When the world's fastest violinist - the long-haired, chiselled cheekboned ex-model David Garrett - was asked by a Top Billing interviewer how he developed his musical speed, he answered simply, 'Slowly. I played scales very, very slowly. Up and down, over and over, for hours and hours, slowing them down as much as I could. My poor neighbours...' Paradoxically, starting slowly and cementing every nuance of his bowing and finger action allowed him the freedom to speed up, and up and up, to the point where he could play Flight of The Bumble Bee in a record-breaking 1 minute 6.56 seconds (see David Garrett plays on YouTube)
Slowing down makes almost everything more enjoyable. For the writer, artist or other creative, slowness is essential, for it's in the gaps that great ideas grow. In the list-making spirit of The Peacock Book Project, here are 5 things that, according to me, are best done in an unhurried manner. Feel free to add your own.
1. A good book. I tend to rush to the end, greedily devouring it, and regret my haste on the last page.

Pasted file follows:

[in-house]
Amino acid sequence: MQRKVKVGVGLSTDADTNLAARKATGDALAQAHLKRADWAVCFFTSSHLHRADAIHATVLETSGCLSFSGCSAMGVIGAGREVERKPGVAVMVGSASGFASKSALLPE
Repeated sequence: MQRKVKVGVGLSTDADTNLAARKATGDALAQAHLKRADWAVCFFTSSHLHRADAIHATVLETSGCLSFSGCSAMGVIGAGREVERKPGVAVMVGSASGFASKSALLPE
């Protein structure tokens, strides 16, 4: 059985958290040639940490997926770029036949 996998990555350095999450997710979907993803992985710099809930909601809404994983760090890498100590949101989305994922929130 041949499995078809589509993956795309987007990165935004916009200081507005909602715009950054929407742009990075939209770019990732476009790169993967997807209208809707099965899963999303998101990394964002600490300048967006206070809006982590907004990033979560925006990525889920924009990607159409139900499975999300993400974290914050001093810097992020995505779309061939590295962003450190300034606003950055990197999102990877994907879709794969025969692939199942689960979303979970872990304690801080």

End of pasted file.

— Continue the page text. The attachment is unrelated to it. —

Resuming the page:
2. Driving. As my father advises, take the scenic route whenever possible in life. Just because a route is shorter doesn't mean it's better.
3. Eating Lindor balls. The worst mistake is to eat something delicious in front of your computer. You look down while FaceBooking and it's gone. Did you really eat it? Surely not! That last dark chocolate Lindor ball must have been abducted by aliens...
4. Breastfeeding (which I'm doing a lot of these days. A baby cannot be rushed. It's best to take your time, open a book, and give in to the leisurely pace.)
5. Attempting to get a novel published.